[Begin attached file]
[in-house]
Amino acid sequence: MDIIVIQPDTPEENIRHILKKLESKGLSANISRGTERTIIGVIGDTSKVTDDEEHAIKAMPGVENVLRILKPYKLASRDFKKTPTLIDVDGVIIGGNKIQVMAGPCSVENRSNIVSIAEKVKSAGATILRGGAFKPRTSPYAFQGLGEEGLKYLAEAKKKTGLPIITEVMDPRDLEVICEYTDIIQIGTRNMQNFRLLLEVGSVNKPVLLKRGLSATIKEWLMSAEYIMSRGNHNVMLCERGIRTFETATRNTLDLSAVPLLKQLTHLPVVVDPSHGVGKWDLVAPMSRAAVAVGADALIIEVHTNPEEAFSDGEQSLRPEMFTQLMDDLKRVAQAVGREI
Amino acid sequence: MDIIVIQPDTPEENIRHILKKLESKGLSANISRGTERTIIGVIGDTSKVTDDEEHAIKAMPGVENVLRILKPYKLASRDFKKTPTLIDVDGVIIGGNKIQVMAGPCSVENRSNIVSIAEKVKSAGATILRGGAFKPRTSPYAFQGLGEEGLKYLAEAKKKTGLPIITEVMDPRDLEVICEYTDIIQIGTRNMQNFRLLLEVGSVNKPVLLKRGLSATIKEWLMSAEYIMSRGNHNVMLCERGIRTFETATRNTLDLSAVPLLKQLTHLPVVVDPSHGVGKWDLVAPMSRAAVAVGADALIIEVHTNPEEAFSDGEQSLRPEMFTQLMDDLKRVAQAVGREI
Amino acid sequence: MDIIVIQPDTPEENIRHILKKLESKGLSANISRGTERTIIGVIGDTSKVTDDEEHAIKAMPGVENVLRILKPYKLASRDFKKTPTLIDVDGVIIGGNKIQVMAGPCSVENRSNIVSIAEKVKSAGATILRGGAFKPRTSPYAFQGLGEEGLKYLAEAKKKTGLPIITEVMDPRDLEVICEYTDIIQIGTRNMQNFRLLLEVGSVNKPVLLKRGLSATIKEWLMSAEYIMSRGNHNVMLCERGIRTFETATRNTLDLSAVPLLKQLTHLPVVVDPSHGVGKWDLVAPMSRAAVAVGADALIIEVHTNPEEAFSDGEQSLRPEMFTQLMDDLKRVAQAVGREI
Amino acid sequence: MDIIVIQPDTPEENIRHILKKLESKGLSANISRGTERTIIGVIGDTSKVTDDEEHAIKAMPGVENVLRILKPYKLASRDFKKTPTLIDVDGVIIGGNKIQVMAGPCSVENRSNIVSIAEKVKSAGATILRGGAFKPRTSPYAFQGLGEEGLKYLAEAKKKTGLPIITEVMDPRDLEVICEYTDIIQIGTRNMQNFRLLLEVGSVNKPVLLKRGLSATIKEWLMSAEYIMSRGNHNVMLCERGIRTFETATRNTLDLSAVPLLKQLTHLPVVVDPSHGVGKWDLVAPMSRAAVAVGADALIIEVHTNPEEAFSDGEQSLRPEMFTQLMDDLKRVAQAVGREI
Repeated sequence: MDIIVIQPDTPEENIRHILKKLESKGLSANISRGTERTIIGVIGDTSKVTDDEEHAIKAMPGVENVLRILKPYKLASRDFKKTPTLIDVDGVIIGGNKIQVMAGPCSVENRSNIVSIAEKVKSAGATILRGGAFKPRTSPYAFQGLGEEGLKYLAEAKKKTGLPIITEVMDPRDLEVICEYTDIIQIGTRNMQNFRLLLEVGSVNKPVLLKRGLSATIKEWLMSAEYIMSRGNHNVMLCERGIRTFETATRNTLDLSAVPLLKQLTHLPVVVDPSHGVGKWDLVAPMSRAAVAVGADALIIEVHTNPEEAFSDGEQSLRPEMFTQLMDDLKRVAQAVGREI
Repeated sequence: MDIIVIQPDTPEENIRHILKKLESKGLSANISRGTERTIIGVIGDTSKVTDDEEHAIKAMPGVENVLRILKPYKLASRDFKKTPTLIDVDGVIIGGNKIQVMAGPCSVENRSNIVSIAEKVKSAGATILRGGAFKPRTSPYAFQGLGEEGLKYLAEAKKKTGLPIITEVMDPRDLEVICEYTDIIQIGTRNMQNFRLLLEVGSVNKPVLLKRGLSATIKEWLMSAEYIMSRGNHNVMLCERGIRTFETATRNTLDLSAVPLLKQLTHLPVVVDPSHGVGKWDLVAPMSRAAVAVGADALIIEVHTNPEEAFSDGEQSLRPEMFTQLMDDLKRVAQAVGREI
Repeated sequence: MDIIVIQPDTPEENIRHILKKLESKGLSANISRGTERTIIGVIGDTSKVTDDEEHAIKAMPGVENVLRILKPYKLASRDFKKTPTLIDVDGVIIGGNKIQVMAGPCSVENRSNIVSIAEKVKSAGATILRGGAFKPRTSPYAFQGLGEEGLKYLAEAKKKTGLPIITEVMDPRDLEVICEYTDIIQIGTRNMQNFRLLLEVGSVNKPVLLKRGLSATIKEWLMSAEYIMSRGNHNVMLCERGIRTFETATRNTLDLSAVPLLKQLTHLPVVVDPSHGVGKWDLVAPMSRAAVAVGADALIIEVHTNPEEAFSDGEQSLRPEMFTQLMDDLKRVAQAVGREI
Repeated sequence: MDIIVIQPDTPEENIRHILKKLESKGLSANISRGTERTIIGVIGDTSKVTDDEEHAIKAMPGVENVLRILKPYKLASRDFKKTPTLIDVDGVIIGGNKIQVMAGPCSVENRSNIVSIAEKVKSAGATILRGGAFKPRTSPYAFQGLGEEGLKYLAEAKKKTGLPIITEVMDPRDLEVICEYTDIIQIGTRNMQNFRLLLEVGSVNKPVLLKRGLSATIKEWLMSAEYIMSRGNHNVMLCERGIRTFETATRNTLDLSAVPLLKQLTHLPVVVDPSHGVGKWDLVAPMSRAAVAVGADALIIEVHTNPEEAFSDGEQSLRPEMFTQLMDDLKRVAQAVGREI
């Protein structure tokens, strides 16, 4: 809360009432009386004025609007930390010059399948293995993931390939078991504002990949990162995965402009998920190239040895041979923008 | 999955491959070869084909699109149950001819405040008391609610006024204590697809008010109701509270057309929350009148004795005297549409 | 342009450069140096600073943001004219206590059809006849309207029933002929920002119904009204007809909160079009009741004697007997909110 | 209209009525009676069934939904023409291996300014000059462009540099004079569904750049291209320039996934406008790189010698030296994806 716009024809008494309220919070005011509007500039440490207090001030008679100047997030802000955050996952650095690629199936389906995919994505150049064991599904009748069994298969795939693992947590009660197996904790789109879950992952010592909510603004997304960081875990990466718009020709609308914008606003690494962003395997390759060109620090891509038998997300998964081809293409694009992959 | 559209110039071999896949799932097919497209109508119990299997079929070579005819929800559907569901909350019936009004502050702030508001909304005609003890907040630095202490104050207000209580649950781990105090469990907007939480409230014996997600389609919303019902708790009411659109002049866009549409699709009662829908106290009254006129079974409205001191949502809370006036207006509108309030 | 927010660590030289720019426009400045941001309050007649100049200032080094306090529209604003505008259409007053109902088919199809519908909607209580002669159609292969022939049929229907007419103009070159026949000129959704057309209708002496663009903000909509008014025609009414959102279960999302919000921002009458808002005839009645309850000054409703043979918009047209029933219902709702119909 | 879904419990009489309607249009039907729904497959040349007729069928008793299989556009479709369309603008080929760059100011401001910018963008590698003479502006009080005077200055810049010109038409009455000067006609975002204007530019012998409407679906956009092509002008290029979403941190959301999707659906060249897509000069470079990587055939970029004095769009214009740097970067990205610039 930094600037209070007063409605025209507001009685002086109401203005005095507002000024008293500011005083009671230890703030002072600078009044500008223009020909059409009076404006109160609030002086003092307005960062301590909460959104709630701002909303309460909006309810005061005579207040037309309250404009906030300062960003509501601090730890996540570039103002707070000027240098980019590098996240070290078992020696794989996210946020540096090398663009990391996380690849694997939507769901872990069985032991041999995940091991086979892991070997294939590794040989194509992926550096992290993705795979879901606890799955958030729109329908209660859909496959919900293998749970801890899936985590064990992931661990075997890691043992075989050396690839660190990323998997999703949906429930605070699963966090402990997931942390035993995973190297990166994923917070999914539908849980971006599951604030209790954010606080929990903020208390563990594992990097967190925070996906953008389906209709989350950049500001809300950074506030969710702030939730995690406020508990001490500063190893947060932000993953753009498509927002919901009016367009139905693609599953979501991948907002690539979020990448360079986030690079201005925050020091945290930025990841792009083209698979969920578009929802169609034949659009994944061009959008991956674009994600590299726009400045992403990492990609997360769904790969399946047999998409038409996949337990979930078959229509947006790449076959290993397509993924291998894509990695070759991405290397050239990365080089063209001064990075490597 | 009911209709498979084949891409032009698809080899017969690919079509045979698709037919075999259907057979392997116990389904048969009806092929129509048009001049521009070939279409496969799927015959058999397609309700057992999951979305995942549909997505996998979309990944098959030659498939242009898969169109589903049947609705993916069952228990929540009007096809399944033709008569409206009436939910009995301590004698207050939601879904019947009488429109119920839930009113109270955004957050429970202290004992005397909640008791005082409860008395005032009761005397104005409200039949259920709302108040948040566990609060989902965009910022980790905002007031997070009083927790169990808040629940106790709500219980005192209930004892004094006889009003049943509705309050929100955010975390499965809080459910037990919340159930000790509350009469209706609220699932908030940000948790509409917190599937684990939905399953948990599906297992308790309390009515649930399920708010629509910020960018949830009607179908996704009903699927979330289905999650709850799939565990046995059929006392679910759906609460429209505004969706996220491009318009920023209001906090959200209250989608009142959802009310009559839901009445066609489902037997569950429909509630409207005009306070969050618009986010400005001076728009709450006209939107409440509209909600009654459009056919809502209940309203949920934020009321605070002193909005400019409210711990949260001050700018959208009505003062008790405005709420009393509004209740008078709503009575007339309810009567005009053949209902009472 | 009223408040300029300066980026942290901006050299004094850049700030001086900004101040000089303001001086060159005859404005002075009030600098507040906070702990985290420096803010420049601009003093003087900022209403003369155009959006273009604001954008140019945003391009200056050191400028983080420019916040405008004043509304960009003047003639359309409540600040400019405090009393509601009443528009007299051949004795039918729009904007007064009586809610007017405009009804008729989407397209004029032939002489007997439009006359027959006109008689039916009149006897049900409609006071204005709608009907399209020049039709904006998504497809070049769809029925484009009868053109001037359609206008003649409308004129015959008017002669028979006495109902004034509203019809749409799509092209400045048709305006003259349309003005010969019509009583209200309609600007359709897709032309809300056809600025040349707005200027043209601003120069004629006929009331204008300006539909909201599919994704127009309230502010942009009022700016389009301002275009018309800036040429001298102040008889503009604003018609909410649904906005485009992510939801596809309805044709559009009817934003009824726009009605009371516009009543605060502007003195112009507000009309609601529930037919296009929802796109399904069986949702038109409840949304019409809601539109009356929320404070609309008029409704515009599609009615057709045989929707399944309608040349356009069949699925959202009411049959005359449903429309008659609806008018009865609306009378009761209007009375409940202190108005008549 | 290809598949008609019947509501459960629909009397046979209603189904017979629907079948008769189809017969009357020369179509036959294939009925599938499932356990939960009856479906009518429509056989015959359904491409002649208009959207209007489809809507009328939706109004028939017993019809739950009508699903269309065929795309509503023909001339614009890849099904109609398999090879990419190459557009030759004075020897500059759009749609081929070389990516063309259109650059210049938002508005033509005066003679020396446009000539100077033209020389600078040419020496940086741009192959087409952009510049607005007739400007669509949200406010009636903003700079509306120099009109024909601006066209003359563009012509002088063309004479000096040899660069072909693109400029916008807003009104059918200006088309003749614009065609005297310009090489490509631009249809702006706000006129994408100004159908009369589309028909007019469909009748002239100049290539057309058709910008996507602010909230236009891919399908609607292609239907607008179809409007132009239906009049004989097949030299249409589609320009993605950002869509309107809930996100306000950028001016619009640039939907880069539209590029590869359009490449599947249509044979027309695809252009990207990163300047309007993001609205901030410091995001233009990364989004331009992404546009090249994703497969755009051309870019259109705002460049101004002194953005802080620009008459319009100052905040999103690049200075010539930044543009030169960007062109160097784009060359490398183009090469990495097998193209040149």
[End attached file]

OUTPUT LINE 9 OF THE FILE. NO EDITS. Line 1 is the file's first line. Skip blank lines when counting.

Repeated sequence: MDIIVIQPDTPEENIRHILKKLESKGLSANISRGTERTIIGVIGDTSKVTDDEEHAIKAMPGVENVLRILKPYKLASRDFKKTPTLIDVDGVIIGGNKIQVMAGPCSVENRSNIVSIAEKVKSAGATILRGGAFKPRTSPYAFQGLGEEGLKYLAEAKKKTGLPIITEVMDPRDLEVICEYTDIIQIGTRNMQNFRLLLEVGSVNKPVLLKRGLSATIKEWLMSAEYIMSRGNHNVMLCERGIRTFETATRNTLDLSAVPLLKQLTHLPVVVDPSHGVGKWDLVAPMSRAAVAVGADALIIEVHTNPEEAFSDGEQSLRPEMFTQLMDDLKRVAQAVGREI